Accounting Profit

AAA

DEFINITION of 'Accounting Profit'

A company's total earnings, calculated according to Generally Accepted Accounting Principles (GAAP), and includes the explicit costs of doing business, such as depreciation, interest and taxes.

INVESTOPEDIA EXPLAINS 'Accounting Profit'

Accounting profits tend to be higher than economic profits as they omit certain implicit costs, such as opportunity costs.

For example, if you invest $100,000 to start a business and earned $120,000 in profit, your accounting profit would be $20,000. Economic profit would add implicit costs, such as the opportunity cost of $50,000 should you have been employed instead during that period. As such, you would have an economic loss of $30,000 ($120,000 - $100,000 - $50,000).

RELATED TERMS
  1. Explicit Cost

    A business expense that is easily identified and accounted for. ...
  2. Implicit Cost

    A cost that is represented by lost opportunity in the use of ...
  3. Profit

    A financial benefit that is realized when the amount of revenue ...
  4. Generally Accepted Accounting Principles ...

    The common set of accounting principles, standards and procedures ...
  5. Opportunity Cost

    1. The cost of an alternative that must be forgone in order to ...
  6. Net Income - NI

    1. A company's total earnings (or profit). Net income is calculated ...
RELATED FAQS
  1. How can I calculate the operating cash flow ratio on Excel?

    The operating cash flow ratio measures a company's short-term liquidity by relating its operational cash flow to its current ... Read Full Answer >>
  2. Which financial statement can I find noncurrent assets on?

    The value of a company's noncurrent assets is located on its balance sheet. Noncurrent assets are a company's resources that ... Read Full Answer >>
  3. What is the difference between noncurrent assets and noncurrent liabilities?

    Noncurrent assets are a company's assets that are not expected to be liquidated within one fiscal year, while noncurrent ... Read Full Answer >>
  4. What are some common examples of noncurrent assets?

    Noncurrent assets are not expected to be liquidated within one year. Some common examples of noncurrent assets are tangible ... Read Full Answer >>
  5. How does operating leverage affect business risk?

    In finance, companies assess their business risk by capturing a variety of factors that may result in lower-than-anticipated ... Read Full Answer >>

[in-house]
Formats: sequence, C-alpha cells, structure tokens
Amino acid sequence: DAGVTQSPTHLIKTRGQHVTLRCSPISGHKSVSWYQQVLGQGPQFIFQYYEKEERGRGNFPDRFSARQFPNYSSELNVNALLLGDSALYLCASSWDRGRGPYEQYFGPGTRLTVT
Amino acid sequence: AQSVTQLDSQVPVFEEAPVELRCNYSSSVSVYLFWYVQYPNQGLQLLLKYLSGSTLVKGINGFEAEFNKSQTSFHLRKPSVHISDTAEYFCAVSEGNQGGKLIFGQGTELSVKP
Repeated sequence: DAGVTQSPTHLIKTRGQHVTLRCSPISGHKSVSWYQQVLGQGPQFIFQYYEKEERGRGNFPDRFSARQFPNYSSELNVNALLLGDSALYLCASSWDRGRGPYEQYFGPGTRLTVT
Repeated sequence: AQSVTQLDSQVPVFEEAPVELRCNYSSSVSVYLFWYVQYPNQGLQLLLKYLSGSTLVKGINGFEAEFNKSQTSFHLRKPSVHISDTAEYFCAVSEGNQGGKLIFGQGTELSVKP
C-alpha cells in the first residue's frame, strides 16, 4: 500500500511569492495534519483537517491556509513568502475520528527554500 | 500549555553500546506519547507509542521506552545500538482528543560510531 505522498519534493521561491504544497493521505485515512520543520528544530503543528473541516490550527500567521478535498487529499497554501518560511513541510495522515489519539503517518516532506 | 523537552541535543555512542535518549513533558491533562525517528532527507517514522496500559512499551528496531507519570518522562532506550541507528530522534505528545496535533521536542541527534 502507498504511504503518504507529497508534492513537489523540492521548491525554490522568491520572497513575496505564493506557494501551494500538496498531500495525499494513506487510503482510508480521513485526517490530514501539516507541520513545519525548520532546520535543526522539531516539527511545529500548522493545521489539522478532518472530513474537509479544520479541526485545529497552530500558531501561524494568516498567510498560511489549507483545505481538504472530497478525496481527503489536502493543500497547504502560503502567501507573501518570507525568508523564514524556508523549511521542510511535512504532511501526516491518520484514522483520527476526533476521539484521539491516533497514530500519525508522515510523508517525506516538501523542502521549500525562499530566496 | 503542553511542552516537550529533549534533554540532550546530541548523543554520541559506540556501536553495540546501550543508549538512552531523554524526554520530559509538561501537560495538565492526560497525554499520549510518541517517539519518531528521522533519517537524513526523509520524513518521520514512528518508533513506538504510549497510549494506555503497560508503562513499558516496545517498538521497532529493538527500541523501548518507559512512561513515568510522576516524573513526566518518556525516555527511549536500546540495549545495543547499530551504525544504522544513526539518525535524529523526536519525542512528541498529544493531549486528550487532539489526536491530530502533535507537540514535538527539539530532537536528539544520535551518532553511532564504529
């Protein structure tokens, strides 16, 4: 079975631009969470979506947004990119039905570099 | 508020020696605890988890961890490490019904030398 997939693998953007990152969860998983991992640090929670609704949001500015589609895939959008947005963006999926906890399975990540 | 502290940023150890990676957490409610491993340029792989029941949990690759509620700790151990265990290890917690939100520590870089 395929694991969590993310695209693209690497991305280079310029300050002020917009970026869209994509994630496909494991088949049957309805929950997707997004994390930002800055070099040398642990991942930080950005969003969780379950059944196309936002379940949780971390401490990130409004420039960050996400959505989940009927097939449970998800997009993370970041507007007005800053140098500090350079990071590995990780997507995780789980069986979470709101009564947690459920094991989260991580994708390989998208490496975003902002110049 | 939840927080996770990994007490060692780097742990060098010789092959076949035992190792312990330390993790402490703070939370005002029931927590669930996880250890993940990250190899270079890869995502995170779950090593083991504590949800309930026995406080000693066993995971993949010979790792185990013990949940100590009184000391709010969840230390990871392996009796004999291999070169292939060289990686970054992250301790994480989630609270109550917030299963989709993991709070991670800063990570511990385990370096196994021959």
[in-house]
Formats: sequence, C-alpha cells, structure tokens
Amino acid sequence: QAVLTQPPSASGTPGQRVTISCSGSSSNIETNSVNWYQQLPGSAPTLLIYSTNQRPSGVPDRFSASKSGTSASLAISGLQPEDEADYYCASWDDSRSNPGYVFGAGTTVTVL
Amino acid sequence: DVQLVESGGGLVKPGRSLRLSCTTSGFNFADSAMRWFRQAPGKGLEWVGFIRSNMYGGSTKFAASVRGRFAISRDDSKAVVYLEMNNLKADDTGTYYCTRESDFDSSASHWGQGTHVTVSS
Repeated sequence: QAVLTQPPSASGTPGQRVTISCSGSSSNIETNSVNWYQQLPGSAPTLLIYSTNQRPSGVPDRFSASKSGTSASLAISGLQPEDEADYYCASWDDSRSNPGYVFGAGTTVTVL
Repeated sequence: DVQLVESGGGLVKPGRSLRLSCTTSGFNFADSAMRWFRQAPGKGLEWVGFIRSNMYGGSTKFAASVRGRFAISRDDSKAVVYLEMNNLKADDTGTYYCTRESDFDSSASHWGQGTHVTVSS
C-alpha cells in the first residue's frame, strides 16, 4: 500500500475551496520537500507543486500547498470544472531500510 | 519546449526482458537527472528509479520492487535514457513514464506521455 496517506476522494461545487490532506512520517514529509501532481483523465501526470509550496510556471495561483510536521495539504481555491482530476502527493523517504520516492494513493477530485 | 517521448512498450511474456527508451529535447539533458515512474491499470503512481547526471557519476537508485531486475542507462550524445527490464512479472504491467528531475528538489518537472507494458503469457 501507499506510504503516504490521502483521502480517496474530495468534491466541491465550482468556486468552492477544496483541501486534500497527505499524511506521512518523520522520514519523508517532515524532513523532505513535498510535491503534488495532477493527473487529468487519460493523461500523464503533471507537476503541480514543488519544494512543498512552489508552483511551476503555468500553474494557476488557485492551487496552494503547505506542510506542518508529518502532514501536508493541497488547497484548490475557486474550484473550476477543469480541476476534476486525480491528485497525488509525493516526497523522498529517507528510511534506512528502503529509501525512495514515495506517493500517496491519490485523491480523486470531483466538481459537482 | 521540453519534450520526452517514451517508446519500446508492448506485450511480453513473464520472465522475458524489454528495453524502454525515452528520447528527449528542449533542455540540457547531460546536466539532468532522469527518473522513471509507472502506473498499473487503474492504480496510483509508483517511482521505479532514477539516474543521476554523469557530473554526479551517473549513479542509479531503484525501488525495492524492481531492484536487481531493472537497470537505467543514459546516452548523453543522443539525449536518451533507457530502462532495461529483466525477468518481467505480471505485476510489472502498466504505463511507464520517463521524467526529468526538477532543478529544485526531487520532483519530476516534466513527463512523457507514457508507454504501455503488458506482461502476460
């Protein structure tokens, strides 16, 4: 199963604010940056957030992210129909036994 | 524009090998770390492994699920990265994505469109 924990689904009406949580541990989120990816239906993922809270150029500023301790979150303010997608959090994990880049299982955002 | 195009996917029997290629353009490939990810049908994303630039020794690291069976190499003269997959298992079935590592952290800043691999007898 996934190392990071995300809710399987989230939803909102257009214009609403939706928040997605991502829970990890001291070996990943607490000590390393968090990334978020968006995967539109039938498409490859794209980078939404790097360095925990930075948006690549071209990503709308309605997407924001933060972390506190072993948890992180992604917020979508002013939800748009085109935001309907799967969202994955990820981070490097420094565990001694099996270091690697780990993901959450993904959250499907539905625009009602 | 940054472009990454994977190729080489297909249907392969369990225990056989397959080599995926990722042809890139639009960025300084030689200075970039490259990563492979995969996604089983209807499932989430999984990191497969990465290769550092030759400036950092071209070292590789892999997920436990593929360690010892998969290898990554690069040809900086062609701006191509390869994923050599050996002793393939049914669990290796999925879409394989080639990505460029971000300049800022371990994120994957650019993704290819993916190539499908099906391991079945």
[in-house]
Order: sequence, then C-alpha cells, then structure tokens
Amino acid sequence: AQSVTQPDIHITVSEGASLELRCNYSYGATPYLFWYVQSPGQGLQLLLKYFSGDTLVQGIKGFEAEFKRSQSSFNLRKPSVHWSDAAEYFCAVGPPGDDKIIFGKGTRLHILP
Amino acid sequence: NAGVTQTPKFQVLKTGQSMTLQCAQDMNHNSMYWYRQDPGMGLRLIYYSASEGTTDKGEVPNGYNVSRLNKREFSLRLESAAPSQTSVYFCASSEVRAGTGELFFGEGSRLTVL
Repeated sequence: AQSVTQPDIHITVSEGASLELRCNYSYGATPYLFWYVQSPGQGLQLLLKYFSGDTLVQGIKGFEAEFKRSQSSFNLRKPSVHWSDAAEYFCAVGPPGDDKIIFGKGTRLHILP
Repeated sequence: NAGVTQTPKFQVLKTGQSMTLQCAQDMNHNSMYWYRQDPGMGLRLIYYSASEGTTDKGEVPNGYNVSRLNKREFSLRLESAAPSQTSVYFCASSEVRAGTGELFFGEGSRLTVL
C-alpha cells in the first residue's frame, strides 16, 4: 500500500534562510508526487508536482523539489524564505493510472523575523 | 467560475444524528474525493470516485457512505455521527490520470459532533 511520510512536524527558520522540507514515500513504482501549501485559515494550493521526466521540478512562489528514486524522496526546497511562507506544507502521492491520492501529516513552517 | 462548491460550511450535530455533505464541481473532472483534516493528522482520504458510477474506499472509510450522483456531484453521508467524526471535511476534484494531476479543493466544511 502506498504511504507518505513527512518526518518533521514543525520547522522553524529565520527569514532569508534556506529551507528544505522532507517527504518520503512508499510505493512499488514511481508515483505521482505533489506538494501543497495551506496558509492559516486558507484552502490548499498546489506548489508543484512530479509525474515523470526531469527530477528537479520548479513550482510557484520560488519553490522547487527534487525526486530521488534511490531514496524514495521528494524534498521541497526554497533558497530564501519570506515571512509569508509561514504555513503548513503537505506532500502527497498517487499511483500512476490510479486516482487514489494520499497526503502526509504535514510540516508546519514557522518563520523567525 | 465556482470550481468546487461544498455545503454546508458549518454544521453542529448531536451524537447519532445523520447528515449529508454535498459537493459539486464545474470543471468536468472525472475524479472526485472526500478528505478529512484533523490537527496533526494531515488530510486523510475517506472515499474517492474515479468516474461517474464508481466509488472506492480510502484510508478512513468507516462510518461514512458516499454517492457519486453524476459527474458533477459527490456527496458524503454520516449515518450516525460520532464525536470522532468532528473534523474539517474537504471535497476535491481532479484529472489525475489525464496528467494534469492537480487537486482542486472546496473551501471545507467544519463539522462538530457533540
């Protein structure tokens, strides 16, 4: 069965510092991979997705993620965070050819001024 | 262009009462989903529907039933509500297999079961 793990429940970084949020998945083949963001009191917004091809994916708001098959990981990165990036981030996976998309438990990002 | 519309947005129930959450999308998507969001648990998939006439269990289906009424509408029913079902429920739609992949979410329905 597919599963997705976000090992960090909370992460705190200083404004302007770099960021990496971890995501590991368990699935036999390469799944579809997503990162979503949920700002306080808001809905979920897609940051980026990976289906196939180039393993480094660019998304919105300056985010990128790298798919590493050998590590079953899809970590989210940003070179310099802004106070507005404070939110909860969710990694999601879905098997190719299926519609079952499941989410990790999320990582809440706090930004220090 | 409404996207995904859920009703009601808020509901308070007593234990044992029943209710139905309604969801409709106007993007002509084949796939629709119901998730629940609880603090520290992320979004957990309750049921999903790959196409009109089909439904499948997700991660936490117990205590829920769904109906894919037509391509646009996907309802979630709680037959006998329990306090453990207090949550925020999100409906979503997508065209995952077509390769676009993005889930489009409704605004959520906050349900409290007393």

6. How does a contra-asset account differ from a contra-liability account?

    A contra-asset account is an asset account with a credit balance and reduces the total assets on a company's balance sheet, ... Read Full Answer >>
Related Articles
  1. Options & Futures

    All About EVA

    Looking for a formula to determine whether a company is creating wealth? Time to learn all about economic value added.
  2. Markets

    Understanding Economic Value Added

    Discover the simplicity of this important valuation metric. We reveal its underlying ideas and examine each of its components.
  3. Fundamental Analysis

    What is Quantitative Analysis?

    Quantitative analysis refers to the use of mathematical computations to analyze markets and investments.
  4. Economics

    Explaining Residual Value

    Residual value is a measurement of how much a fixed asset is worth at the end of its lease, or at the end of its useful life.
  5. Fundamental Analysis

    Why Last In First Out Is Banned Under IFRS

    We explain why Last-In-First-Out is banned under IFRS
  6. Economics

    Understanding Carrying Value

    Carrying value is the value of an asset as listed on a company’s balance sheet. Carrying value is the same as book value.
  7. Economics

    International Financial Reporting Standards (IFRS)

    International Financial Reporting Standards are accounting rules and guidelines governing the reporting of different types of accounting transactions.
  8. Economics

    Explaining Property, Plant and Equipment

    Property, plant and equipment are company assets that are vital to business operations, but not easily liquidated.
  9. Economics

    How to Calculate Trailing 12 Months Income

    Trailing 12 months refers to the most recently completed one-year period of a company’s financial performance.
  10. Economics

    What is Unearned Revenue?

    Unearned revenue can be thought of as a "pre-payment" for goods or services which a person or company is expected to produce to the purchaser.

You May Also Like

Hot Definitions
  1. Coupon

    The interest rate stated on a bond when it's issued. The coupon is typically paid semiannually. This is also referred to ...
  2. Redemption

    The return of an investor's principal in a fixed income security, such as a preferred stock or bond; or the sale of units ...
  3. Standard Error

    The standard deviation of the sampling distribution of a statistic. Standard error is a statistical term that measures the ...
  4. Capital Stock

    The common and preferred stock a company is authorized to issue, according to their corporate charter. Capital stock represents ...
  5. Unearned Revenue

    When an individual or company receives money for a service or product that has yet to be fulfilled. Unearned revenue can ...
Trading Center